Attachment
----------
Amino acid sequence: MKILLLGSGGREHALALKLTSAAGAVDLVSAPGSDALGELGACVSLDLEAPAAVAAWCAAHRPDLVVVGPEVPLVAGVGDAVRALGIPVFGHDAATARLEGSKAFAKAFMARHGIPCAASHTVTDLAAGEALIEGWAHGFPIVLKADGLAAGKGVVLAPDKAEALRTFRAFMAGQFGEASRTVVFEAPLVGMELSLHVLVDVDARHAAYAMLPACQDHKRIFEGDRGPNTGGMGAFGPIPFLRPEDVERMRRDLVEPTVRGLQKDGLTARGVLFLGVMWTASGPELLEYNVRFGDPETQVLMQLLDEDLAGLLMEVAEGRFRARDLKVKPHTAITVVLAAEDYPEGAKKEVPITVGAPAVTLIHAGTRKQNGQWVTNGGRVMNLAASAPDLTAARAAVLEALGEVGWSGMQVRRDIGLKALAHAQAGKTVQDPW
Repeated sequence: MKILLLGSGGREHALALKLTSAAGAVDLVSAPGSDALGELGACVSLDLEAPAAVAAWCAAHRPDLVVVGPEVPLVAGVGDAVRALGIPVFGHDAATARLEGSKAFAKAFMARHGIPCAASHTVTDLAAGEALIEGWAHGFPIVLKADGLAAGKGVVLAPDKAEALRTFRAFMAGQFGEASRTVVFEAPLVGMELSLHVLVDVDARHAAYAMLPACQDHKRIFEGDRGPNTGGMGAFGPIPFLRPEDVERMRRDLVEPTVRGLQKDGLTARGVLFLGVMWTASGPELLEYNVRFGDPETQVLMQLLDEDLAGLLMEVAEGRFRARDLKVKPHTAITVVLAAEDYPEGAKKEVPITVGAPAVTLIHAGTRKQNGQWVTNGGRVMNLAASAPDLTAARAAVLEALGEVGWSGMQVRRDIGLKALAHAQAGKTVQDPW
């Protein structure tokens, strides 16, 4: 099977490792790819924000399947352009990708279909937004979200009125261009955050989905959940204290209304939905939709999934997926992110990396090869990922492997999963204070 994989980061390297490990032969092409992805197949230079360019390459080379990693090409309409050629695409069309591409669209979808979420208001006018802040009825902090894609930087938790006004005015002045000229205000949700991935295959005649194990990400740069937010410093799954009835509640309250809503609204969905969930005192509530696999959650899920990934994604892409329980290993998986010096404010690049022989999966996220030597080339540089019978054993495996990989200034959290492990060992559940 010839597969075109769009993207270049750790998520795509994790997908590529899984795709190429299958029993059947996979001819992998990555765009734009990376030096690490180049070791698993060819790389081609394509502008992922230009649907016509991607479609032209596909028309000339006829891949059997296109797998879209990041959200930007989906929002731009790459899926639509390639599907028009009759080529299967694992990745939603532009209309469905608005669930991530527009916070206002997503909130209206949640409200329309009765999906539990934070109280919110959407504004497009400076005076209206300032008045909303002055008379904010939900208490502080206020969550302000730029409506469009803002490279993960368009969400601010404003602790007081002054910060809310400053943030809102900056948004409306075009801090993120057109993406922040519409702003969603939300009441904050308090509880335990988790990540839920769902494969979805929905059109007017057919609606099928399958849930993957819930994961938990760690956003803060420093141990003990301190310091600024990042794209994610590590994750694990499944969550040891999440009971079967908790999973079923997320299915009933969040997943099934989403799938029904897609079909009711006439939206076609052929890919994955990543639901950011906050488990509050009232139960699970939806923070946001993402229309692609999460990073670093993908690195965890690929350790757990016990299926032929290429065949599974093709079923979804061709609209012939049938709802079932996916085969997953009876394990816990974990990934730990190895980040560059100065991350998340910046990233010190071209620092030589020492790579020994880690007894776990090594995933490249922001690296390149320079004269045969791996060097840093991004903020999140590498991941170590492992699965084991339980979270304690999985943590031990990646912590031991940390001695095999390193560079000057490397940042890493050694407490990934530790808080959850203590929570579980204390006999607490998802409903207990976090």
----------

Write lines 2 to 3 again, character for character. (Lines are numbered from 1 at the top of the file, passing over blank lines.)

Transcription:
Repeated sequence: MKILLLGSGGREHALALKLTSAAGAVDLVSAPGSDALGELGACVSLDLEAPAAVAAWCAAHRPDLVVVGPEVPLVAGVGDAVRALGIPVFGHDAATARLEGSKAFAKAFMARHGIPCAASHTVTDLAAGEALIEGWAHGFPIVLKADGLAAGKGVVLAPDKAEALRTFRAFMAGQFGEASRTVVFEAPLVGMELSLHVLVDVDARHAAYAMLPACQDHKRIFEGDRGPNTGGMGAFGPIPFLRPEDVERMRRDLVEPTVRGLQKDGLTARGVLFLGVMWTASGPELLEYNVRFGDPETQVLMQLLDEDLAGLLMEVAEGRFRARDLKVKPHTAITVVLAAEDYPEGAKKEVPITVGAPAVTLIHAGTRKQNGQWVTNGGRVMNLAASAPDLTAARAAVLEALGEVGWSGMQVRRDIGLKALAHAQAGKTVQDPW
């Protein structure tokens, strides 16, 4: 099977490792790819924000399947352009990708279909937004979200009125261009955050989905959940204290209304939905939709999934997926992110990396090869990922492997999963204070 994989980061390297490990032969092409992805197949230079360019390459080379990693090409309409050629695409069309591409669209979808979420208001006018802040009825902090894609930087938790006004005015002045000229205000949700991935295959005649194990990400740069937010410093799954009835509640309250809503609204969905969930005192509530696999959650899920990934994604892409329980290993998986010096404010690049022989999966996220030597080339540089019978054993495996990989200034959290492990060992559940 010839597969075109769009993207270049750790998520795509994790997908590529899984795709190429299958029993059947996979001819992998990555765009734009990376030096690490180049070791698993060819790389081609394509502008992922230009649907016509991607479609032209596909028309000339006829891949059997296109797998879209990041959200930007989906929002731009790459899926639509390639599907028009009759080529299967694992990745939603532009209309469905608005669930991530527009916070206002997503909130209206949640409200329309009765999906539990934070109280919110959407504004497009400076005076209206300032008045909303002055008379904010939900208490502080206020969550302000730029409506469009803002490279993960368009969400601010404003602790007081002054910060809310400053943030809102900056948004409306075009801090993120057109993406922040519409702003969603939300009441904050308090509880335990988790990540839920769902494969979805929905059109007017057919609606099928399958849930993957819930994961938990760690956003803060420093141990003990301190310091600024990042794209994610590590994750694990499944969550040891999440009971079967908790999973079923997320299915009933969040997943099934989403799938029904897609079909009711006439939206076609052929890919994955990543639901950011906050488990509050009232139960699970939806923070946001993402229309692609999460990073670093993908690195965890690929350790757990016990299926032929290429065949599974093709079923979804061709609209012939049938709802079932996916085969997953009876394990816990974990990934730990190895980040560059100065991350998340910046990233010190071209620092030589020492790579020994880690007894776990090594995933490249922001690296390149320079004269045969791996060097840093991004903020999140590498991941170590492992699965084991339980979270304690999985943590031990990646912590031991940390001695095999390193560079000057490397940042890493050694407490990934530790808080959850203590929570579980204390006999607490998802409903207990976090």